Weber State University students might pay more in tuition and fees starting this summer depending on the Utah’s Board of Regents vote on Friday.

The Board of Regents sets tuition rates for all state colleges in Utah. WSU’s Board of Trustees voted March 20 to approve a Tier 1 increase in tuition of 4.5 percent and a Tier 2 increase in tuition of 0.5 percent, as well as a 4.2 percent increase in student fees.  The Board of Regents’ vote is the vote that counts, though.

If approved, full-time, Utah-resident students will pay about  an extra $230 for the 2012-13 year, and full-time nonresident students will pay about an extra $720 for the same two-semester period.

Tier 1 is set by the state and is automatic and Tier 2 is what each school decides on its own to raise, said Kyle Braithwaite, WSUSA president.

“Our trustees did take some action last week, but it’s preliminary and anticipates what the Board of Regents will do without 100 percent certainty,” said Norm Tarbox, WSU vice president for Administrative Services.  “This is all in pencil until the Board of Regents meets on Friday.”

The biggest reason for state mandated tuition increases is inflation, Tarbox said.

“If health care costs go up, if salaries go up, if the cost for power goes up, if the rates we pay for fuel go up, those are all inflationary increases the state has to make up for,” Tarbox said.

WSU sophomore Chanel Chavez said tuition increases would hurt every student at WSU.

“No matter how you’re paying for school, more tuition just screws you over,” Chavez said. “Doesn’t the state know we’re going to college so we can not only make a better life for ourselves, but for other people in Utah?  Why don’t they make higher education more of a priority?”

Braithwaite said students should voice their opinions on Tier 1 tuition raises to the state legislature.

“It’s encouraged to let your voice be heard that continually rising tuitions across higher institutions of learning isn’t helping educate the work force, and it’s not contributing to a more financially ready workforce when we graduate,” Braithwaite said.  “In the long run, we’re all going to pay back, in taxes, thousands of times more than what we paid in tuition and what the state’s paid in our tuition.  So letting legislators know that investing in higher education is an investment in the future is the biggest thing we can do to fight back.”

Braithwaite said that although the increases would only equate to a couple hundred dollars for the entire year, it would still have a huge impact on students.

“There’s a number of people who don’t buy textbooks because of that, so even a hundred dollars extra a semester can be the difference between coming and not coming,” Braithwaite said.

According to Braithwaite and Tarbox, the 0.5 percent Tier 2 increase will go toward the WSU IT Division for infrastructure and upgrades.

“The one thing we can’t seem to keep ahead of is the need for wireless access on campus,” Tarbox said.  “Students want it, faculty and staff need and want it, and we’ve had to make significant investments to provide that.”

The 4.2 percent increase will mostly go toward the expansion of the Swenson Gym and pay raises for faculty, staff and administration that haven’t received in four or five years and not to compensate for budget cuts Braithwaite said.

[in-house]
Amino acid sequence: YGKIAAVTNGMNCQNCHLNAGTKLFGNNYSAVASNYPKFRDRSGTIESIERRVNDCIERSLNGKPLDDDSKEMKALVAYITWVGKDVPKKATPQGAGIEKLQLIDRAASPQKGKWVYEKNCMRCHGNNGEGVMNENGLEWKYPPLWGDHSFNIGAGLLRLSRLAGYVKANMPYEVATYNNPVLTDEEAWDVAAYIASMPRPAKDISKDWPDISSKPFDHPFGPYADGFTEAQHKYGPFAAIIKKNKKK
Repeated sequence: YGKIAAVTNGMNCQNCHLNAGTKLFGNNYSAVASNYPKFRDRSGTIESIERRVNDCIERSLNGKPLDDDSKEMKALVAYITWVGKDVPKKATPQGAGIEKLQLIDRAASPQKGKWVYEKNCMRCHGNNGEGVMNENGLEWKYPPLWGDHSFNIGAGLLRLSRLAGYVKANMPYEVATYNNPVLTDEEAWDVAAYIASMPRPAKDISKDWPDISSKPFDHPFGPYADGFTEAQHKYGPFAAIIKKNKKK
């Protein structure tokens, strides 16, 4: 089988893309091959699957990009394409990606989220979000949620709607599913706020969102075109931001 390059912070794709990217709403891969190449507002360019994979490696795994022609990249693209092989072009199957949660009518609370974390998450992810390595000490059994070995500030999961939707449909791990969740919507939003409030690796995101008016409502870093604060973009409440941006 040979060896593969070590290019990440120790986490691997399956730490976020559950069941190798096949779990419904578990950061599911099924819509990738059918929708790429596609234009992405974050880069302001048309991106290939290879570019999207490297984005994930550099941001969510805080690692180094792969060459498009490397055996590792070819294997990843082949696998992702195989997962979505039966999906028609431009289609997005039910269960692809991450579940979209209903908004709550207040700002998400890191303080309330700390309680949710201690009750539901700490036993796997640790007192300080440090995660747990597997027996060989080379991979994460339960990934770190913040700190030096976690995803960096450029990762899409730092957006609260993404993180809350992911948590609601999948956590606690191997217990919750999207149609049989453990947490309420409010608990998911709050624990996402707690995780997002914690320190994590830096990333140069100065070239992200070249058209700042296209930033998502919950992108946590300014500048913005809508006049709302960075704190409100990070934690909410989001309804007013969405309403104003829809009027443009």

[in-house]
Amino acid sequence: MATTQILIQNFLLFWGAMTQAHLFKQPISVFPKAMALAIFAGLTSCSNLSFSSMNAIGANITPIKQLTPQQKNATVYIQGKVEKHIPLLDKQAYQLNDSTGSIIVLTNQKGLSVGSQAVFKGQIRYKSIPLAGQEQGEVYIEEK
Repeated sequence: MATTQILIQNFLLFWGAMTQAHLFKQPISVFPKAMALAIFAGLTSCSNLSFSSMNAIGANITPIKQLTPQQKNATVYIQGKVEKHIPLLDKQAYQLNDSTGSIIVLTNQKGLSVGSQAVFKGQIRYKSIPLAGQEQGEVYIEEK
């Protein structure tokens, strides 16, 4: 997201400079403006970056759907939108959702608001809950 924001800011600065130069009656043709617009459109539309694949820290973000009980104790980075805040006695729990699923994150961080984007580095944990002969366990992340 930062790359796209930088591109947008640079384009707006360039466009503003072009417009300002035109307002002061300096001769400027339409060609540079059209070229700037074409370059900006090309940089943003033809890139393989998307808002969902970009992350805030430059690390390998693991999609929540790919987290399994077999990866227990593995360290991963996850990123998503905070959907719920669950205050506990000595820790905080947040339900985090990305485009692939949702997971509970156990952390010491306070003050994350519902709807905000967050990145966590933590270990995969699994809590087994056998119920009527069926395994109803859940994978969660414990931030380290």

“They’re getting paid the same amount the past few years even though food, gas, and healthcare costs are going up, so really they’re getting paid in cuts,” Braithwaite said.  “We’re talking about one percent increases to improve basic benefits, not like, ‘We’re going to give everyone a five percent raise.’”

Tarbox said in order to prevent higher tuition and fee raises the past few years, WSU has looked for opportunities to save money, like offering online classes at a fraction of the cost of in-person instruction and restructuring the shuttle bus system.

“Changing the shuttle bus from a milk route that ran all around school to one stop cut the shuttle bus budget in half,” Tarbox said.  “Weber State is a very efficient institution.  We do as much as we can with the resources we have and we try to do everything as effectively as we can.”

Tarbox said that although tuition is increasing annually, WSU’s cost of attendance is modest in comparison to other schools around the country.  He also said that since President Ann Millner began her tenure here, WSU has become the least expensive state university in Utah.

Millner was out of town and unable to comment.

“We’re always trying to juggle two things,” Tarbox said.  “We want to be as effective and efficient as possible, but we want to provide students with a quality experience, one that will be good throughout their lives and careers so that when they leave Weber State they’ll have a degree with tremendous worth and value.”

Braithwaite said WSU is one of the few schools to achieve that balance.

“Here, people can come to a school that is cost-efficient but gives a quality education,” Braithwaite said.  “It’s very flexible for most people’s schedules. It’s a commuter campus for working individuals. It is the only major university in Davis and Weber counties so that brings a lot of people that normally wouldn’t or couldn’t go to school.”

Follow @WSUSignpost on Twitter for live coverage of the Board of Regents Meeting, Friday at 9 a.m.

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